OmniVision Technologies (OVTI) manufactures image sensors for smartphones, tablets and other smart devices. The very fact that smartphones with cameras have a 13:1 lead over stand alone cameras means that OmniVision operates in a big industry. Let's take a look at the industry landscape and how OmniVision is positioned.
The Industry's Landscape
As per IDC, worldwide smartphone shipments are forecast to grow 40% year over year to more than 1 billion units this year. Total smartphone shipments are forecast to reach 1.7 billion units in 2017. The market for smart devices worldwide is estimated to be worth $622.4 billion in 2013, of which $423.1 billion is projected to come from entry-level and mid-range smartphones and tablets with a price tag under $300-$350.
With sub-$200 phones driving the future of smartphone sales, it is imperative that the bill of materials will have to be brought down by vendors in order to stay competitive in the smartphone market. The other players in the smartphone camera sensors market are Sony (SNE) and Samsung.
The global CMOS (complementary metal oxide semiconductor) image sensors industry has witnessed strong growth during the last five years. The industry's revenue is forecast to reach about $7.7 billion in 2017 at a CAGR of 5.1% over five years (2012-2017). CMOS sensors find use in smartphones, tablets and other devices where embedded cameras are used.
Where OmniVision Stands
OmniVision was a key supplier to Apple, but has been diversifying since Sony started supplying camera sensors to Cupertino from the iPhone 4S onward. This diversification initiative seems to be working well as OmniVision's revenue has been growing consistently.
OmniVision has an upper hand when it comes to pricing as the average selling price of OmniVision's camera sensors is $1.79. This is a very important factor when we consider that sub-$200 devices won't opt for the more expensive camera sensors worth $7.30 from Sony and $1.93 from Samsung. In terms of market share, as per Bloomberg, Sony has 32% of the image sensor market while OmniVision has 14.4% and Samsung has 12.9%. But OmniVision's price advantage should help it gain more share in the future.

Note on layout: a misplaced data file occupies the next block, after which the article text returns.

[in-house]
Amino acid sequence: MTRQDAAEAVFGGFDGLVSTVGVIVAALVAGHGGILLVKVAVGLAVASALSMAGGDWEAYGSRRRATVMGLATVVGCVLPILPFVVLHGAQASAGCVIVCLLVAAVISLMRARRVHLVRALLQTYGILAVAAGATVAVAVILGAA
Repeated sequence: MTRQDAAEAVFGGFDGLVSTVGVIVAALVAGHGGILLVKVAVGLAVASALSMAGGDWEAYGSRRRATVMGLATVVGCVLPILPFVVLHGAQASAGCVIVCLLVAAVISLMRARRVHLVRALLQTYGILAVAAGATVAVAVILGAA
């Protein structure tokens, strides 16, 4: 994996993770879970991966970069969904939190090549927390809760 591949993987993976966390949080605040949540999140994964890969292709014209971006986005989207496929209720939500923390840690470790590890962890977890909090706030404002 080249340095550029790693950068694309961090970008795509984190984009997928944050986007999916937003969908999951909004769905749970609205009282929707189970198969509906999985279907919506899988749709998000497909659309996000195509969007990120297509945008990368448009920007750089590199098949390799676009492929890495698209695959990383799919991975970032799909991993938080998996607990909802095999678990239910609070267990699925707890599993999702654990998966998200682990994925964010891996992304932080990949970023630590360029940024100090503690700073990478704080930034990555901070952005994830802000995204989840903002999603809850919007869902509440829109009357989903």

OmniVision has been doing well and it recently declared its first quarter results. The company reported revenue of $373.7 million, up an impressive 44.5% over the prior year quarter. It reported earnings of $0.42 per share, comfortably beating consensus estimates. The company saw good demand for 8 megapixel and 12 megapixel sensors from the Asian markets.
OmniVision's CameraCube chip technology for low resolution cameras should open up new opportunities going forward. These low resolution sensors are normally used in the front-facing camera in smart devices. In the reported quarter, 2 megapixel and higher camera sensors comprised 47% of total units shipped.
Also, automobile manufacturers are now using rearview and surround view cameras. OmniVision has gained significant market share with OEM's in Europe and the U.S. Going forward, this can be a strategic win and help the company increase its market share in the automotive camera market.
OmniVision holds 23% market share in this segment as per the company's data and growing car sales should further assist in the growth of this business.
In the Chinese market, OmniVision is facing stiff competition. China and India are going to be the epicenter of the smartphone boom in Asia. All major smartphone manufacturers will be vying for a major share of market. As already stated above, low and mid range phones will be the major growth drivers. These low cost devices would probably consider OmniVision's low cost sensors.
This also means that there will be strong demand for camera sensors for smartphones and tablets. OmniVision also has to be wary of SK Hynix that is eyeing the Chinese market for CMOS sensors and has already kicked off road shows to win over customers.
OmniVision has to be watchful of progress that Samsung makes with its camera sensors for the mass market. Samsung has been making waves in CMOS sensor production recently. Samsung and Toshiba will now be manufacturing 13 megapixel CMOS image sensors on a mass scale.
Samsung Electronics had already received an order for producing 80 million to 90 million of these sensors earlier this year and it won't be out of place to expect the Korean giant to focus on the low end of the market as well, moving into OmniVision's space.
Sony is another big threat to OmniVision's growth as the Japanese company has already tapped into Apple and it is seeing significant demand for image sensors. Sony has put in considerable money to maintain its lead in image sensors and has invested 220 billion yen since 2010 to boost production capacity.
Sony might have to cut the price of its sensors, according to UBS analyst Ryosuke Katsura, and if it decides to pursue this market even more aggressively, then OmniVision would face further difficulty.
OmniVision's revenue has been improving at a good pace and the cost advantage that the company enjoys presently over peers should help it benefit from the low-cost smartphone market. But investors should also keep an eye on the moves of its rivals since OmniVision is a much smaller player and runs the risk of being elbowed out by the likes of Samsung and Sony.